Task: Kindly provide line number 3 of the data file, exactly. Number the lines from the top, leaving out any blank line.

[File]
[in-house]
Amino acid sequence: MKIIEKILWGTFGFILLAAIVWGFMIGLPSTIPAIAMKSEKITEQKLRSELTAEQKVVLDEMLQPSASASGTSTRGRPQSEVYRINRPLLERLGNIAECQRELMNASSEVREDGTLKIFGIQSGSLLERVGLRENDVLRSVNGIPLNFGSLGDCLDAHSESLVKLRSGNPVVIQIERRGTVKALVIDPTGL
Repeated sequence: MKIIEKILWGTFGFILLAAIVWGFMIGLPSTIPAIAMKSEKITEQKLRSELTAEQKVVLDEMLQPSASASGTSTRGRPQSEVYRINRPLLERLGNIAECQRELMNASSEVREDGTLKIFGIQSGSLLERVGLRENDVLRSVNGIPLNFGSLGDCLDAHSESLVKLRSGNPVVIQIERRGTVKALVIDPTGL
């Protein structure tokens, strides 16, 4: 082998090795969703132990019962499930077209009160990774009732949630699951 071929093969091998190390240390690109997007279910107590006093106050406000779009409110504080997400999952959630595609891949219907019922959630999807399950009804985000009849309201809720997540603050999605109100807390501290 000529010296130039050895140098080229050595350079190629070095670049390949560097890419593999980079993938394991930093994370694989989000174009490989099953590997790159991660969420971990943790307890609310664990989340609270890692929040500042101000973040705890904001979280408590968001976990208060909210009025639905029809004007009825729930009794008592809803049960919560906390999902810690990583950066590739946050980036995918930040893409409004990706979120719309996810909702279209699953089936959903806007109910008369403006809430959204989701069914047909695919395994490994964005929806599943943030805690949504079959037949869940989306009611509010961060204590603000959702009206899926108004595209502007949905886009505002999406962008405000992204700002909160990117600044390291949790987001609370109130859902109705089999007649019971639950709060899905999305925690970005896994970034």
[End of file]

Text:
Repeated sequence: MKIIEKILWGTFGFILLAAIVWGFMIGLPSTIPAIAMKSEKITEQKLRSELTAEQKVVLDEMLQPSASASGTSTRGRPQSEVYRINRPLLERLGNIAECQRELMNASSEVREDGTLKIFGIQSGSLLERVGLRENDVLRSVNGIPLNFGSLGDCLDAHSESLVKLRSGNPVVIQIERRGTVKALVIDPTGL